Plot your trip ahead of time. If you’re just going for a day and you want to catch sunrise and sunset at Angkor Wat and maybe see the Tomb Raider temple, then you’re fine and your tuk-tuk driver will have no trouble getting you to each place with plenty of time. However, if you have more time and want to explore the temples in more depth, work out with your driver ahead of time exactly where you want to go and in what order, and generally at about what time. My driver thought I would take less time than I did at each temple I went to, so he was surprised I couldn’t do his normal itinerary in one day, but I know I take a long time seeing sights, so I wasn’t surprised. I should have communicated better with my driver about timing, though, so that we both knew what to expect.

Bring a proper cardigan or long-sleeved shirt when going to Angkor Wat and Phnom Bakheng. I had a scarf to cover my shoulders as a sign of respect, which was fine at other temples, but at Angkor Wat and Bakheng I was turned away. I was told I needed to have a proper shirt–because a scarf is too easy to take off? I’m not sure what the reasoning was, but the guards were absolutely strict on this, despite there being no warnings about such rules at the ticket office or anywhere else, and as a result I never got to climb to the very top of Angkor Wat (yep, I planned to do it on my last day there, oops).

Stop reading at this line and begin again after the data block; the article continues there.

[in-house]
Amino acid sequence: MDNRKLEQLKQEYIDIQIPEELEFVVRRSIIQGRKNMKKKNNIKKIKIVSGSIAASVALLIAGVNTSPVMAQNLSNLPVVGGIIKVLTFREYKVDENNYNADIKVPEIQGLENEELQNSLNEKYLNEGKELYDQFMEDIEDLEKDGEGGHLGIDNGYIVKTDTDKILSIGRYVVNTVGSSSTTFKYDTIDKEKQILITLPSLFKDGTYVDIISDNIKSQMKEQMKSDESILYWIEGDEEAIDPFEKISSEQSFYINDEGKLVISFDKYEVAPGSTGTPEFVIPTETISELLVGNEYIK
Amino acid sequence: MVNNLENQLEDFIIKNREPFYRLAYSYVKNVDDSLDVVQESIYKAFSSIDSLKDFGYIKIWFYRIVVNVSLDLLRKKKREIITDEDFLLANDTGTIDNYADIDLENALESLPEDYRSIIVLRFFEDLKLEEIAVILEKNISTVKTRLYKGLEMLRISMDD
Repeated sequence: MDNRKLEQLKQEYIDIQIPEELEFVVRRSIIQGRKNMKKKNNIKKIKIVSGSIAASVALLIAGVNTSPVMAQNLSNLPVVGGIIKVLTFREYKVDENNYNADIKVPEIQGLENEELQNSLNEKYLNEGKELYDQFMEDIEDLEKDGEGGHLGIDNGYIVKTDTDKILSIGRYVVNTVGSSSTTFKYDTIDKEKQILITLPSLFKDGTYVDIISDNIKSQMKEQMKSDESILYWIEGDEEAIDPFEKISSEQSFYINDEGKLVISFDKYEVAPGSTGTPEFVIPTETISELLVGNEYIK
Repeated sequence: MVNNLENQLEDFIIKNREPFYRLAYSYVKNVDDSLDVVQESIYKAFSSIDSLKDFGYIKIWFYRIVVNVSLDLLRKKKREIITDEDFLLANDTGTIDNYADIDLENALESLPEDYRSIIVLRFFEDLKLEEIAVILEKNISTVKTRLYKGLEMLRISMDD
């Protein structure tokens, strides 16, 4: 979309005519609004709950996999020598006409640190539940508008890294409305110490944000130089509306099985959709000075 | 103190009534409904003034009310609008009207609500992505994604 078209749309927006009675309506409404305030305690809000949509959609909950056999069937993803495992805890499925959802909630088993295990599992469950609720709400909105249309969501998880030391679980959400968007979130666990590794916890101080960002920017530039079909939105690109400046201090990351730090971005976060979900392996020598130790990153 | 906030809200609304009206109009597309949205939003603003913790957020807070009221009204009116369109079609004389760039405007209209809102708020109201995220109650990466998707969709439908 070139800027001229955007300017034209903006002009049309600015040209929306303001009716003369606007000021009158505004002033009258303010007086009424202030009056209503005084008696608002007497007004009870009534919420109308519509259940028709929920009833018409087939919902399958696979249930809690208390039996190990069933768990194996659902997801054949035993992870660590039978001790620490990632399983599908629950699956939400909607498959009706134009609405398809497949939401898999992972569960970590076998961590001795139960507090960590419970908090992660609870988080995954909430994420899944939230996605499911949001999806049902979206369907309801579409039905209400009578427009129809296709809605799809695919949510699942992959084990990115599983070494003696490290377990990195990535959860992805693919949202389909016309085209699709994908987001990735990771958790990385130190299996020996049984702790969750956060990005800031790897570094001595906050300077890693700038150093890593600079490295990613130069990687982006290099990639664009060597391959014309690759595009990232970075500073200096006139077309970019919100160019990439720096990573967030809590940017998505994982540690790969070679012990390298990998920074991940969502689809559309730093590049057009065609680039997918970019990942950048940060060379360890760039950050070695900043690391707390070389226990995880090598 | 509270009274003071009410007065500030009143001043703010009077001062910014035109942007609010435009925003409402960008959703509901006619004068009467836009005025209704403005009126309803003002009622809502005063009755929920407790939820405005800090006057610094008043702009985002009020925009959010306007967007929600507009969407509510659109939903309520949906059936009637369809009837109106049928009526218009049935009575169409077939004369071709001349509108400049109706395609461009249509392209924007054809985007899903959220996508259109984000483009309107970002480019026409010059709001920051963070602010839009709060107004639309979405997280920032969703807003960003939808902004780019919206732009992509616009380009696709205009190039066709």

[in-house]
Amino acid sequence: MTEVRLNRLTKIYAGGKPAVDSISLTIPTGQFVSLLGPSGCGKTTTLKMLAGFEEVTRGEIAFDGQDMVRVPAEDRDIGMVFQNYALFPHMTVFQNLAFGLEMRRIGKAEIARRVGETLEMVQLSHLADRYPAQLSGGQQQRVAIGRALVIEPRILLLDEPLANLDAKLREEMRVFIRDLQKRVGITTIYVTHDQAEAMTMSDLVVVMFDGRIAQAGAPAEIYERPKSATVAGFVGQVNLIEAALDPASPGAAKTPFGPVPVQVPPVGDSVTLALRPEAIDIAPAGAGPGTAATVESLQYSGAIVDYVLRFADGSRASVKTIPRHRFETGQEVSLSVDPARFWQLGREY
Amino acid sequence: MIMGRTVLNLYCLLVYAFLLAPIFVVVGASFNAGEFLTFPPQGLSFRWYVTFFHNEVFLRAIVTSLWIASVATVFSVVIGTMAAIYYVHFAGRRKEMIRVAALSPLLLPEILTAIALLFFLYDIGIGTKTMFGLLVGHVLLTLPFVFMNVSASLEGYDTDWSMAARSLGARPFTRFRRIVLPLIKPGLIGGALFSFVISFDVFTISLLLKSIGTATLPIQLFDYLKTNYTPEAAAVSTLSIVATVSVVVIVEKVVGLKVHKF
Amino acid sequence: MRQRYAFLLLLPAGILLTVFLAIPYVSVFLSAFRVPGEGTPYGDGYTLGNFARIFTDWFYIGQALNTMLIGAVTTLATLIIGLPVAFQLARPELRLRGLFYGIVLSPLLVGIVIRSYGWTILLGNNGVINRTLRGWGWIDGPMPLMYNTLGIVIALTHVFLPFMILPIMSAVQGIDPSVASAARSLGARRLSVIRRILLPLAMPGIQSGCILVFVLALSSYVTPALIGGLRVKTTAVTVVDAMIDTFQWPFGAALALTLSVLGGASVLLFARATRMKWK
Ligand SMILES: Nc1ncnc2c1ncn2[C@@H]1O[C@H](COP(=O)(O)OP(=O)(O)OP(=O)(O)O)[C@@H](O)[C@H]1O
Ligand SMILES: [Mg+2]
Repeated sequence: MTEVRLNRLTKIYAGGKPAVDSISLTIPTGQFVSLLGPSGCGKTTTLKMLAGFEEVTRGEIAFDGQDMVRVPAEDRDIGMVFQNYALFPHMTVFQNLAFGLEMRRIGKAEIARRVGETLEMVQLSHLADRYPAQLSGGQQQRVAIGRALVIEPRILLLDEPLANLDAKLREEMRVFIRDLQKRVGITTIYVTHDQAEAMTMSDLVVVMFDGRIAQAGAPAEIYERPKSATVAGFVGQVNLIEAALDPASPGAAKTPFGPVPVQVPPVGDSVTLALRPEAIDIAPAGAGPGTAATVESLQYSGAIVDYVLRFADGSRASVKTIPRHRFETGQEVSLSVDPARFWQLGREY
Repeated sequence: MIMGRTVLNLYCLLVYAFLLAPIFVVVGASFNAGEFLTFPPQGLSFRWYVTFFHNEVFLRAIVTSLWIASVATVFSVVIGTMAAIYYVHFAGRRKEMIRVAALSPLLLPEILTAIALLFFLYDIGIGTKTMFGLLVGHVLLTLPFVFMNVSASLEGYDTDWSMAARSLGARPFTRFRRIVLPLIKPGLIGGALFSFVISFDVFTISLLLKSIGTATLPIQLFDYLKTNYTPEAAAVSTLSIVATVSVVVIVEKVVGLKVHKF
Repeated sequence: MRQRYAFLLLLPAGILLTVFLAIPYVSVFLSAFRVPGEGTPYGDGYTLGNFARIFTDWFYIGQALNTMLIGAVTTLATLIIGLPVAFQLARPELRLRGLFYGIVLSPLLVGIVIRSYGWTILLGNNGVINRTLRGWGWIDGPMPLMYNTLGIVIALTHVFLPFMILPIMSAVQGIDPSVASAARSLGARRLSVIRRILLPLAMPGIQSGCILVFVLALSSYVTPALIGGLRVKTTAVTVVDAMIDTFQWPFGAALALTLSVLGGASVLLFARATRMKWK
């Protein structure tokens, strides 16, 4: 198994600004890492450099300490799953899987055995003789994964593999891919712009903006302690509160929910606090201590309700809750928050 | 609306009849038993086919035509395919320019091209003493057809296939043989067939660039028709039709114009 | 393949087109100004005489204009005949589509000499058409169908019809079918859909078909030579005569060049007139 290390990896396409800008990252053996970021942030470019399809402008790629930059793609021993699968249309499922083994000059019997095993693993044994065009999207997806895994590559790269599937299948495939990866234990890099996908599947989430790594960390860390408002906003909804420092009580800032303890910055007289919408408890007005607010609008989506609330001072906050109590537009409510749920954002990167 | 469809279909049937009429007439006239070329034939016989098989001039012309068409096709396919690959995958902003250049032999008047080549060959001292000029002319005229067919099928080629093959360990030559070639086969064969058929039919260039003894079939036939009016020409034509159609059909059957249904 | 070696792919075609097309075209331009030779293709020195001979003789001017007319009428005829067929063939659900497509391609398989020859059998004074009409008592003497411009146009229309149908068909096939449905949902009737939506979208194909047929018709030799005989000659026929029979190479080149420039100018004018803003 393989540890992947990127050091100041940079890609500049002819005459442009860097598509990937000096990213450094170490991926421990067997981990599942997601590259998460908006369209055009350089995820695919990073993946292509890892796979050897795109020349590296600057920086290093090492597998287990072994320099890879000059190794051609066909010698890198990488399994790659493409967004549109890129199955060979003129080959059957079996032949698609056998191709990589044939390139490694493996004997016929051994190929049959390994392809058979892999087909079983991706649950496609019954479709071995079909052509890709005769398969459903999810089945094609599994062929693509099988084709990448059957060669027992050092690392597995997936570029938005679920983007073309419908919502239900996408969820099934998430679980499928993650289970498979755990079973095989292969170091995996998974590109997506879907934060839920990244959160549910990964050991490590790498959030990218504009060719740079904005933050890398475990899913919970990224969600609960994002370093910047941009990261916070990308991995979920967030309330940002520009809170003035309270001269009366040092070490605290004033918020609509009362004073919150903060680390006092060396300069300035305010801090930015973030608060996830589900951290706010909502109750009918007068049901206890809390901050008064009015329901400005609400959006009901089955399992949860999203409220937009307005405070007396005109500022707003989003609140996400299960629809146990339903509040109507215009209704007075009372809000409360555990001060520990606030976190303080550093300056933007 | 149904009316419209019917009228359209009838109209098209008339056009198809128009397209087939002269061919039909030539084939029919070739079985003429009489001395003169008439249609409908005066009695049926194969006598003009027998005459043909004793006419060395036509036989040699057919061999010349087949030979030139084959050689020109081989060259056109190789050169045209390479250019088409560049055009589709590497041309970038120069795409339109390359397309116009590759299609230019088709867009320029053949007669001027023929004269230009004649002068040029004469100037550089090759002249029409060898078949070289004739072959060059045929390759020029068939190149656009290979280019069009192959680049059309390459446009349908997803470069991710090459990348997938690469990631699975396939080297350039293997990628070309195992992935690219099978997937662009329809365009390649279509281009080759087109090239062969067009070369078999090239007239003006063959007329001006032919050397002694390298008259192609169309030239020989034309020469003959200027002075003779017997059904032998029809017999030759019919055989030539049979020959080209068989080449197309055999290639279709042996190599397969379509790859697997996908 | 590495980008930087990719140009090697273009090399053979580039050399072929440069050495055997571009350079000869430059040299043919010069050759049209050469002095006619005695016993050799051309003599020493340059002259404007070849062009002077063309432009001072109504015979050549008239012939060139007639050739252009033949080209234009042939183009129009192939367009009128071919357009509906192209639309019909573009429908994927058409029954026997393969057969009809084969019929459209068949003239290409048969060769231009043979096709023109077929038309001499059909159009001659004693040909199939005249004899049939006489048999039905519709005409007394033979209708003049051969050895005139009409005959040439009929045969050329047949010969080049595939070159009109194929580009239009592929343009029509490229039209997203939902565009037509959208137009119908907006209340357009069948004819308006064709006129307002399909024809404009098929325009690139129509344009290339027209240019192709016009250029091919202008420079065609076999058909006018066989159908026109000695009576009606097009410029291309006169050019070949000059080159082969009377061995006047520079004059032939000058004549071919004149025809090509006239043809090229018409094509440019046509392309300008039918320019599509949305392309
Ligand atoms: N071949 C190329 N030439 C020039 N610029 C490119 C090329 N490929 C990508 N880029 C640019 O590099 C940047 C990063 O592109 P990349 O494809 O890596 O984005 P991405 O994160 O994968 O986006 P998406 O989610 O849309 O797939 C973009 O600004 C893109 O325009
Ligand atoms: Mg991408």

Plan more than one sunrise at Angkor Wat, if your schedule and sleepyhead ways can swing it. I only made it to one, and it was gorgeous, but I was torn between staying by the pond with the hundreds of other visitors to see the full sunrise, and scooting into the temple after a few minutes to explore while it was mostly still empty. I ended up doing the latter, and I do not regret that at all, but it would have been nice to have gone another time and just relaxed for sunrise.



Lose your pass. That ticket just cost you at least $20, and they won’t replace it. At nearly every temple I entered, I needed to show my pass before I could climb the steps of the actual temple, so don’t think you only need it at the entrance, either. They take your photo and put it on the pass when you buy the ticket, so there’s no mistaking whose ticket is whose.